How to Help the Navajo Nation During the Pandemic

help indigenous population during covid theunscaryvegan

The Navajo Nation, the country’s largest reservation, stretches across 16 million acres of land in Arizona, New Mexico, and Utah. As of May 27, the Navajo Nation had the highest per capita infection rate — over 4,700 confirmed cases of COVID-19 out of 173,000 residents.

By June 14, over 6,600 cases had been confirmed with over 300 deaths. While no longer the country’s coronavirus hotspot, the Navajo — or Diné, as they prefer to be called — suffered an infection rate higher than 15 states.

With an unemployment rate of over 40% and many residents living on less than $12,760 per year, the pandemic is yet another challenged faced by an impoverished nation.

One third of the population suffers from diabetes, heart conditions, and lung disease, further exacerbating the virus’ impact on infected individuals. Worst of all, the abysmal lack of grocery stores — only 13 in a 27,413 square mile area — makes social distancing nigh on impossible. Residents from different households frequently carpool to the nearest store to save on gas.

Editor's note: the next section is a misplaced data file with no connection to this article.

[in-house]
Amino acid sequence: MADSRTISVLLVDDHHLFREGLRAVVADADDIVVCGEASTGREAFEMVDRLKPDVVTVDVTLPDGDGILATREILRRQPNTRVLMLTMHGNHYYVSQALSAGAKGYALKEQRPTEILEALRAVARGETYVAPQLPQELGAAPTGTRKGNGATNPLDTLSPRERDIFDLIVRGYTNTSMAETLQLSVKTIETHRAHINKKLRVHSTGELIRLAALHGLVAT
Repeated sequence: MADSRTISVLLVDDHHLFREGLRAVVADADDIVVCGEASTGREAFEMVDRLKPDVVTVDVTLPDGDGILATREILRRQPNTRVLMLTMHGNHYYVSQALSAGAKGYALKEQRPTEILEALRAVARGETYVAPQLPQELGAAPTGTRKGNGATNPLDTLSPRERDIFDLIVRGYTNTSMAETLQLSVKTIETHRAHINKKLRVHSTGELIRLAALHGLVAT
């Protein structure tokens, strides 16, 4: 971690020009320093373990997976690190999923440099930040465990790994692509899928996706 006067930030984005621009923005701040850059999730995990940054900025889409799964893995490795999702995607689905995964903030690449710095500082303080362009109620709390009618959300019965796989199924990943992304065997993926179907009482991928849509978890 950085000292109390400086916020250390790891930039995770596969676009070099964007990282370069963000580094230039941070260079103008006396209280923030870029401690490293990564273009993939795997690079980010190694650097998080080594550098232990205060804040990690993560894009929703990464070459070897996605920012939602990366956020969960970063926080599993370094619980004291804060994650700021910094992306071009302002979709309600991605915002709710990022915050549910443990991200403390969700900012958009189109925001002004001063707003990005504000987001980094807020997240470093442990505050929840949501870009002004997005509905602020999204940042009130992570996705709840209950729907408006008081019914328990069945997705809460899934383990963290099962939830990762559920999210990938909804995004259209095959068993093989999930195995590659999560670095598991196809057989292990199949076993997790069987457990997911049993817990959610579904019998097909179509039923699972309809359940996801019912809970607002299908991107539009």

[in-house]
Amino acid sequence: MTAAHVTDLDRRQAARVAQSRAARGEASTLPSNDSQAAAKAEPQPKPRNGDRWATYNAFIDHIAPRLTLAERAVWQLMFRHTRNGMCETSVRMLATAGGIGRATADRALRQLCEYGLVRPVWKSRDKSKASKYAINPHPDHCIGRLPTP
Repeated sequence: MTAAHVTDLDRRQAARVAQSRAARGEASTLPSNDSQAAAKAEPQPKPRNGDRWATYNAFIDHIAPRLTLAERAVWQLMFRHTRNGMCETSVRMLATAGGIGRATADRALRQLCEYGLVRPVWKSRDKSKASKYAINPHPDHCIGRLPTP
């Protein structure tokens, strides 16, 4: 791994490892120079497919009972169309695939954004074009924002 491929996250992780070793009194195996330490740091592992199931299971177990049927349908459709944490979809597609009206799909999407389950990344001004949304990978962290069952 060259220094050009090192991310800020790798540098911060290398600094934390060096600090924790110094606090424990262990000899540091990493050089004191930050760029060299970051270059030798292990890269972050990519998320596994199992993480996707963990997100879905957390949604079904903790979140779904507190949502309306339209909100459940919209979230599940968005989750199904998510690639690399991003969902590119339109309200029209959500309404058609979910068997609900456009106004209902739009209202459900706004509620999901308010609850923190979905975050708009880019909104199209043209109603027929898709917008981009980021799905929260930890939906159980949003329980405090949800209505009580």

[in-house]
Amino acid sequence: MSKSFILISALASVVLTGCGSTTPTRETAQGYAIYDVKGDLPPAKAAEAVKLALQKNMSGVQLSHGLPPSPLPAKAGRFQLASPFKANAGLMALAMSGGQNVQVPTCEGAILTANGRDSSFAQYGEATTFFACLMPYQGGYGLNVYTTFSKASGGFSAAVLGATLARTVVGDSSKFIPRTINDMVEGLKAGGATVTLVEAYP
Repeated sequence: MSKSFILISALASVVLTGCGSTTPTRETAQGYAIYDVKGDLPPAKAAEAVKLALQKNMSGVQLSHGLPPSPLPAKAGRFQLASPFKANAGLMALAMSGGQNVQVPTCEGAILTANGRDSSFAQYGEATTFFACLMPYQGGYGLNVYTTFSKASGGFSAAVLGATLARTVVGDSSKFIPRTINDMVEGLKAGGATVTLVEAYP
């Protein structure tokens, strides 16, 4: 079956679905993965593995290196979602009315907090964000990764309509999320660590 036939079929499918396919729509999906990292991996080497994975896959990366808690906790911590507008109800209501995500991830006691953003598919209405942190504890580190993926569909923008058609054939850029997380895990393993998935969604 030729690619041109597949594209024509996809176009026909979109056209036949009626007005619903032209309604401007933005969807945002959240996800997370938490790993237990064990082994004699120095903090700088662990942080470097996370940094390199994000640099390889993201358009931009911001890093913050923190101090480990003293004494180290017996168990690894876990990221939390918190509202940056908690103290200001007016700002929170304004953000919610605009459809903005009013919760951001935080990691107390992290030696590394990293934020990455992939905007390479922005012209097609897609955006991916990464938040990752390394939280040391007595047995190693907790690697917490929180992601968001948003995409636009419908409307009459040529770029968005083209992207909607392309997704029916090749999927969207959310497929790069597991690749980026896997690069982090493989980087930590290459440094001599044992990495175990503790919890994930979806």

The lack of access to clean water is also a massive barrier against fighting COVID-19. According to a study conducted by the US Water Alliance and DIGDEEP, Native Americans face a greater lack of clean water than any other group in the country.

Casino closures have also devastated tribal nations. Dr. Philip Smith, a Navajo Nation resident, states that those living in the interior of reservations — in other words, further away from non-tribal land — rely on seasonal tourism work as their sole source of income.

help the navajo nation theunscaryvegan

And if all of this sounds like a disaster of epic proportions, bear in mind that it’s all a direct result of deeper, systemic abuse perpetuated by the American government against Indigenous tribes.

The CARES Act, the Federal coronavirus relief bill, allocated $8 billion to Native American tribes, but much damage had already been done by the time payments began to trickle out.

The Diné are fighting for survival amidst a global pandemic while facing abject poverty, limited access to water and fresh food, a crumbling infrastructure, substandard healthcare, and limited opportunities for education.

Here’s how you can help:

Donate directly to the Navajo Relief Fund.

Donate to the Navajo & Hopi Families COVID-19 GoFundMe.

Donate to the Far East Navajo COVID-19 Response Fund.